October 2004, Vol. XXI, Issue 11
Human immunodeficiency virus/acquired immunodeficiency syndrome is an important public health problem throughout the world, with sex being the predominant mode of transmission of HIV. Despite the fact that awareness of HIV and AIDS transmission is pervasive, risky sexual behavior has been increasing in many parts of the world in recent years, with a concomitant rise in new cases of HIV and other sexually transmitted diseases (STDs) (Centers for Disease Control and Prevention, 2003; Desquilbet et al., 2002; Rosenberg and Biggar, 1998; Wolitski et al., 2001). The World Heath Organization (WHO) and Joint United Nations Programme on HIV/AIDS (UNAIDS) (2000) has recommended that surveillance of the HIV/AIDS epidemic should focus on populations most at risk of becoming newly infected with HIV—populations with high levels of risk behavior, including young people, men who have sex with men, and racial and ethnic minority heterosexual men and women.
Studies have shown that populations living with HIV and/or at risk for acquiring HIV are at elevated risk for psychiatric conditions (Bing et al., 2001; Lipsitz et al., 1994; Lyketsos et al., 1994; Williams et al., 1991). Thus, it is important to investigate the association between high-risk sexual behavior and psychiatric symptoms as part of the public health response to the HIV pandemic. While the findings have been mixed, a number of studies have found an association between elevated sexual risk behavior and the prevalence of psychiatric disorders (Axis I and Axis II) and psychiatric symptomatology. In this article, we review some of the major findings in this field, discuss hypothesized causal pathways for the association between psychopathology and sexual risk behavior, and address the implications for health care settings.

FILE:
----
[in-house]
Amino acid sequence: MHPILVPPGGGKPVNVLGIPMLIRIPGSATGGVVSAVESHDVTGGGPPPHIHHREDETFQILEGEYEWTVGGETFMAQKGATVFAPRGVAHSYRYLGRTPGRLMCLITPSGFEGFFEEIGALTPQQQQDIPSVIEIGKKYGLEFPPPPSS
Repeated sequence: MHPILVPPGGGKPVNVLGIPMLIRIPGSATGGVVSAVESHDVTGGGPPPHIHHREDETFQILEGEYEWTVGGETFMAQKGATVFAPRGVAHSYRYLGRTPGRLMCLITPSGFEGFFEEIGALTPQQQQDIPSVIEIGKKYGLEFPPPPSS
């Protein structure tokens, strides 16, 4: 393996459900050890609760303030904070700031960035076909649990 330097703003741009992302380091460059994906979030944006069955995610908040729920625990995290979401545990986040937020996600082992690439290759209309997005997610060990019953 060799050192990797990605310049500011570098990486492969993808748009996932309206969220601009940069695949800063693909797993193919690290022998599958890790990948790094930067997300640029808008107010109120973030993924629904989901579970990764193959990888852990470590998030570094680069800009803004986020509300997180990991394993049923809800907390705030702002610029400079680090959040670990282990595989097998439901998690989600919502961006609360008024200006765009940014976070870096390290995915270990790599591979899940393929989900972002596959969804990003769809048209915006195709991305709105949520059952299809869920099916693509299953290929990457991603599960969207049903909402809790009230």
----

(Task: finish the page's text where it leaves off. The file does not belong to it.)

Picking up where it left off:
Substance Use and Abuse
Psychoactive substance use and abuse have consistently been found to be associated with sexual risk behavior and the acquisition or transmission of STDs/HIV among men and women (Harvey and Spigner, 1995; Katz et al., 2000; Stall and Purcell, 2000; Wingood and DiClemente, 1998). Most of these studies assessed frequency and amount of use of alcohol and illicit substances and did not assess the presence or absence of substance use disorders. Substances that were most often cited as being related to sexual risk behavior include alcohol, marijuana, crack, cocaine, methamphetamines and other recreational drugs. Among adolescents, Boyer et al. (2000) found that alcohol and marijuana use were substantially more common among sexually experienced adolescents than the national average. It has been shown that cigarette, alcohol and marijuana use are significant predictors of risky sexual behavior (Cooper, 2002; Harvey and Spigner, 1995; Malow et al., 2001).
Mood and Psychiatric Distress
Numerous studies have reported an association between negative affective states and increased sexual risk behavior in both adolescents and adults. This association has been seen across a wide range of populations, including adult men and women (Kelly et al., 1993), men who have sex with men (Marks et al., 1998; Perdue et al., 2003), HIV-positive adults (Kelly et al., 1993; Parsons et al., 2003), minority women (Champion et al., 2002; Orr et al., 1994), opioid users (Camacho et al., 1996), young gay and bisexual men (Strathdee et al., 1998), and adolescents (Brooks et al., 2002). Most of these studies assessed severity of psychiatric distress (i.e., depression, anxiety, hostility) without diagnostic assessments of psychiatric disorders. However, a few studies have found an association between mood disorders and posttraumatic stress disorder and increased sexual risk behavior (Hutton et al., 2001; Ramrakha et al., 2000; Rogers et al., 2003).